Title:
Tool suspension
United States Patent 2212695


Abstract:
This invention relates to a suspension and torque resisting fixture for portable power actuated tools. The principal object and purpose of my inSvention is to provide a fixture whereby the larger size and more powerful electric and pneumatic nut-setters, stud-setters and similar tools can...



Inventors:
Nash, William W.
Application Number:
US25525839A
Publication Date:
08/27/1940
Filing Date:
02/08/1939
Assignee:
INDEPENDENT PNEUMATIC TOOL CO
Primary Class:
International Classes:
B23B45/14; B25H1/00
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Description:

This invention relates to a suspension and torque resisting fixture for portable power actuated tools.

The principal object and purpose of my inSvention is to provide a fixture whereby the larger size and more powerful electric and pneumatic nut-setters, stud-setters and similar tools can be suspended for operation with greater convenience and safety and completely eliminate the danger of injury to the operators from torque strains when the tool is overloaded as when the automatic clutch releases on the tightening or setting of the work.

In carrying out the objects of my invention, I provide a fixture in which an arm element connects the tool to an overhead support and which arm element is of a non-rotatable construction to absorb any torque strains which may be impressed on the tool and thus relieve the operator of the necessity of "fighting" the torque as when manual effort is depended upon to hold the tool at the work as heretofore.

A further object of my invention is to make this arm element extensible so that the tool may be raised and lowered to be up out of the way when not in use and brought down to the desired working level when in use.

A further object of my invention is to combine a counter-balancing device with the arm ele-. ment to balance the weight of the tool when at its working level and lift the tool up out of the way when raised.

A further object of my invention is to employ a counter-balancing device of the enclosed spiral spring and drum type to facilitate the production of a simple and compact tool suspension fixture.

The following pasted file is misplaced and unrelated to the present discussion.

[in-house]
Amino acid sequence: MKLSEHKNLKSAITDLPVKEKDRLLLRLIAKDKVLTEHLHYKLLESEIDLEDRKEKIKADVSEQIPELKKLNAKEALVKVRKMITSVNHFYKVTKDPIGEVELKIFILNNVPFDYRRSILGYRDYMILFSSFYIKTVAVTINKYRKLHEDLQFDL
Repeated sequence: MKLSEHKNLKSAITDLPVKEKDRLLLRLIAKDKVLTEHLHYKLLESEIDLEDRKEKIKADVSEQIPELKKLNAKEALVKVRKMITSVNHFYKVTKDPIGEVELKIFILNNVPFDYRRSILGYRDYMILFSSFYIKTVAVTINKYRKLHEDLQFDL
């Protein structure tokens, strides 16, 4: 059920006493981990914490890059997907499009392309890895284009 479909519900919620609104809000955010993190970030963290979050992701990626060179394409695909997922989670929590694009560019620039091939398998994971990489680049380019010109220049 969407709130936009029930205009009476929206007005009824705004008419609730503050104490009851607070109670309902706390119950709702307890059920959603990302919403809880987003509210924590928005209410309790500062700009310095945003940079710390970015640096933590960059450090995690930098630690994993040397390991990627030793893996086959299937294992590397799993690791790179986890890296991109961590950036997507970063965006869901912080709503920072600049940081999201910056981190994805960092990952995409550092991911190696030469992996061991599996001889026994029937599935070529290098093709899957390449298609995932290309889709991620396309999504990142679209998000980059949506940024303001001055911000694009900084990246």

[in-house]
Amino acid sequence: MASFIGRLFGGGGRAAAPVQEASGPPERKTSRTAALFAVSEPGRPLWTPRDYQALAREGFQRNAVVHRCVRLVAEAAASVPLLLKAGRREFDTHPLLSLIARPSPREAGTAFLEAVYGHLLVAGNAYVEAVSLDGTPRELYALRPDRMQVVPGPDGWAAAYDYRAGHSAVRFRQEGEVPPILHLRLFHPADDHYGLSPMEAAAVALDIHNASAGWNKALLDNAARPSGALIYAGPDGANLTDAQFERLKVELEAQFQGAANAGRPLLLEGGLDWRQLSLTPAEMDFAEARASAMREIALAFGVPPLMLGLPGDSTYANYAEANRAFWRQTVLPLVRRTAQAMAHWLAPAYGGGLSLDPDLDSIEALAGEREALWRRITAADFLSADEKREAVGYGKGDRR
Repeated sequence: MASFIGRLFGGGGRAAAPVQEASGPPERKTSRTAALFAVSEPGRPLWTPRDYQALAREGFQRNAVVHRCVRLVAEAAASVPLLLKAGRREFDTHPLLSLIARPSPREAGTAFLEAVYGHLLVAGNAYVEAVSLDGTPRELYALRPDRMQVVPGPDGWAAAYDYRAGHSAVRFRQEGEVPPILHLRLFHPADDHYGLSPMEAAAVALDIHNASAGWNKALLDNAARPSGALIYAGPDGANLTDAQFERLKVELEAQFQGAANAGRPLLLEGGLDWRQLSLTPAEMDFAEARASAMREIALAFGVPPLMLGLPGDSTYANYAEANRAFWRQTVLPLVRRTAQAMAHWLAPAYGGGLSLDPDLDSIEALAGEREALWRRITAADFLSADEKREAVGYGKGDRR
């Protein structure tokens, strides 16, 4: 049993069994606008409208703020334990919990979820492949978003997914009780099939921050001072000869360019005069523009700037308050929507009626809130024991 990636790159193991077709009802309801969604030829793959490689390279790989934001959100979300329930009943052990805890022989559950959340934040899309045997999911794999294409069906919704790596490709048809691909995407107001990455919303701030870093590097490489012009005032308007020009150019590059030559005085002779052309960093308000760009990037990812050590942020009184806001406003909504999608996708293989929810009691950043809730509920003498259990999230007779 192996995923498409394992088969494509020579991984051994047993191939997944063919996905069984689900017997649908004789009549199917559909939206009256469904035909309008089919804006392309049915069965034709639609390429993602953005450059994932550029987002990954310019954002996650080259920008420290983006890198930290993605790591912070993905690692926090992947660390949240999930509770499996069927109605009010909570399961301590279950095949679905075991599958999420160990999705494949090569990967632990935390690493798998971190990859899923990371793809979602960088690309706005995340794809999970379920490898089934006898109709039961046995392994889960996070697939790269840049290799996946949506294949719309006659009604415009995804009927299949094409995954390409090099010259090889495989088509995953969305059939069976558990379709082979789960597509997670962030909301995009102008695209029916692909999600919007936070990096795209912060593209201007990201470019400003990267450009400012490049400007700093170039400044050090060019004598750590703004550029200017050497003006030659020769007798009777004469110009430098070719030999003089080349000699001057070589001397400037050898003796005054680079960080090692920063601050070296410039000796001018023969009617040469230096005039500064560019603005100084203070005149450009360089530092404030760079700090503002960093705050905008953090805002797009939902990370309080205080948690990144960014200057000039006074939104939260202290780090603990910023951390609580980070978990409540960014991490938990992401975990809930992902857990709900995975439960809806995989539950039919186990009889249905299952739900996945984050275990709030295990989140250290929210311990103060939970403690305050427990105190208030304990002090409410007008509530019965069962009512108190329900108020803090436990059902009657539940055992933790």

A further object of my invention is to rockably or hingedly connect the arm element to its load frame at the overhead support so that the tool may be swung backwardly and forwardly and to either side to increase the area which may be reached by the tool.

A further object of my invention is to connect the tool to the lower end of the arm by a yoke and thus enable the tool to be adjusted into either a vertical or horizontal position.

A further object of my invention is to connect the yoke to the arm by a yoke bracket and thus adapt the fixture to the suspension of tools with different handle arrangements.

The invention consists further in the features hereinafter described and claimed.

In the accompanying drawingFig. 1 shows a tool suspended from an overhead supported by my improved suspension and torque resisting fixture; Fig. 2 is a larger view of the fixture with parts broken away and in section, respectively, to more clearly show the details of construction; Fig. 3 is a horizontal sectional view taken on line 3-3 of Fig. 2; Fig. 4 is a vertical sectional view taken on line 4-4 of Fig. 2; Fig. 5 is a top plan view of the yoke bracket employed in the assembly shown in Figs. 1 and 2; Fig. 6 is a side view showing a tool held in a horizontal position with respect to its supporting yoke; and Fig. 7 shows another form of yoke bracket to be later described.

In the drawing, I indicates the arm element of my improved fixture, and 2 indicates the trolley which suspends the arm from an overhead track-way 3. The arm I is extensible consisting, in the embodiment shown, of a plurality of telescopically connected sections 4, 4. The latter are tubular, sliding one within the other, to provide a maximum travel when open and the minimum head room when closed. The extensibility of the sections 4 is controlled by co-acting stops on the respective sections. These stops, in the structure shown, comprise abuttable shoulders 5, 6 within the sections. The latter may be formed to provide the stops; or sleeve elements may be fixed in the tubes for that purpose.

The trolley 2 comprises a frame member preferably in the form of a stout cylindrical bar 7, to the opposite ends of which are secured brackets 8, 8 extending above the bar and providing supports for the wheels or rollers 9, 9 for the trolley. When the overhead track-way 3 is in the form of an I-beam as shown, the trolley has a pair of wheels at each end of the bar 7. In this arrangement, flanged wheels are employed and the ends of the bar 7 are flattened by milling or otherwise to provide flat seating surfaces for the brackets 8. The latter may be secured to the bar 7 by bolts 10 and with the brackets individual with respect to the wheels spacer plates (not shown) may be used to space the wheels for I-beams of different widths. The wheels may have ball-bearing mountings on the brackets 8 to reduce friction and provide an easy running assembly. For a tubular track suspension, the trolley structure will be adapted accordingly.